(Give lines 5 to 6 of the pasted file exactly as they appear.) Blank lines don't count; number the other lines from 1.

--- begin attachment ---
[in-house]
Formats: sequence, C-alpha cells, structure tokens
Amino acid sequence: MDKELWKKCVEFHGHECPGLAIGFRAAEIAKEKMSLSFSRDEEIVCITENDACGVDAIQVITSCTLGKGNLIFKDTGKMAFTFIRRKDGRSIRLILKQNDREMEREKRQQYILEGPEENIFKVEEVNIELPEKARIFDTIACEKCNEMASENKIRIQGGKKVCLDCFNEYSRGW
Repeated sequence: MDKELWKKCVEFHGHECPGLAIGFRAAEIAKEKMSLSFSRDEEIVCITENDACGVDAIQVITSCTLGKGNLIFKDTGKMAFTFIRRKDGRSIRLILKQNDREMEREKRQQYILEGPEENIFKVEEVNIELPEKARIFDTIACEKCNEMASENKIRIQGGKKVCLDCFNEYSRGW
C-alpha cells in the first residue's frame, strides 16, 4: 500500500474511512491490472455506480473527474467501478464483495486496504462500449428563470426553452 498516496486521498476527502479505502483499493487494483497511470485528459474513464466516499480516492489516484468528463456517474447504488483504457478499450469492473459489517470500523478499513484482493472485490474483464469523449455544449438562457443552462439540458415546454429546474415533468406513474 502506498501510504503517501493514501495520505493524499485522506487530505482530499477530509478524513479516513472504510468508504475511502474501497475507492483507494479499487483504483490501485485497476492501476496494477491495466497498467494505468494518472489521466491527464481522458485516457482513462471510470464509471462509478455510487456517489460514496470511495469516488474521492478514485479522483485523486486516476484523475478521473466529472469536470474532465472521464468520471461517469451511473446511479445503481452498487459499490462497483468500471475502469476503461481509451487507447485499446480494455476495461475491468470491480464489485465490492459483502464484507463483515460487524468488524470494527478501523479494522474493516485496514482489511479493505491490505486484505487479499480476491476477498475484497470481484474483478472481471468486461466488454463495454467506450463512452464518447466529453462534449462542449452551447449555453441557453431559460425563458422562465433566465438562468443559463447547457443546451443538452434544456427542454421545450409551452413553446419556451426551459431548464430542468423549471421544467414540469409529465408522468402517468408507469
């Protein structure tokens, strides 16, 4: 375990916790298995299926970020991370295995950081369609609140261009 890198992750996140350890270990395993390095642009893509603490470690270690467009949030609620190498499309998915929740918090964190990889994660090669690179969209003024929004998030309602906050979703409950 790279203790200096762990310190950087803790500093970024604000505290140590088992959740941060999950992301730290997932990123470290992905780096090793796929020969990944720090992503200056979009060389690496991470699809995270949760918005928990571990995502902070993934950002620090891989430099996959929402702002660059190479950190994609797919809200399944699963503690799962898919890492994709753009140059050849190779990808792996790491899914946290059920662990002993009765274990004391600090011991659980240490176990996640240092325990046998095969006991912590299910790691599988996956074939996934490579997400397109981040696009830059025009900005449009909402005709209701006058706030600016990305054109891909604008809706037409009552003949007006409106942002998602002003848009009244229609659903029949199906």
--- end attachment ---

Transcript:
C-alpha cells in the first residue's frame, strides 16, 4: 500500500474511512491490472455506480473527474467501478464483495486496504462500449428563470426553452 498516496486521498476527502479505502483499493487494483497511470485528459474513464466516499480516492489516484468528463456517474447504488483504457478499450469492473459489517470500523478499513484482493472485490474483464469523449455544449438562457443552462439540458415546454429546474415533468406513474 502506498501510504503517501493514501495520505493524499485522506487530505482530499477530509478524513479516513472504510468508504475511502474501497475507492483507494479499487483504483490501485485497476492501476496494477491495466497498467494505468494518472489521466491527464481522458485516457482513462471510470464509471462509478455510487456517489460514496470511495469516488474521492478514485479522483485523486486516476484523475478521473466529472469536470474532465472521464468520471461517469451511473446511479445503481452498487459499490462497483468500471475502469476503461481509451487507447485499446480494455476495461475491468470491480464489485465490492459483502464484507463483515460487524468488524470494527478501523479494522474493516485496514482489511479493505491490505486484505487479499480476491476477498475484497470481484474483478472481471468486461466488454463495454467506450463512452464518447466529453462534449462542449452551447449555453441557453431559460425563458422562465433566465438562468443559463447547457443546451443538452434544456427542454421545450409551452413553446419556451426551459431548464430542468423549471421544467414540469409529465408522468402517468408507469
């Protein structure tokens, strides 16, 4: 375990916790298995299926970020991370295995950081369609609140261009 890198992750996140350890270990395993390095642009893509603490470690270690467009949030609620190498499309998915929740918090964190990889994660090669690179969209003024929004998030309602906050979703409950 790279203790200096762990310190950087803790500093970024604000505290140590088992959740941060999950992301730290997932990123470290992905780096090793796929020969990944720090992503200056979009060389690496991470699809995270949760918005928990571990995502902070993934950002620090891989430099996959929402702002660059190479950190994609797919809200399944699963503690799962898919890492994709753009140059050849190779990808792996790491899914946290059920662990002993009765274990004391600090011991659980240490176990996640240092325990046998095969006991912590299910790691599988996956074939996934490579997400397109981040696009830059025009900005449009909402005709209701006058706030600016990305054109891909604008809706037409009552003949007006409106942002998602002003848009009244229609659903029949199906």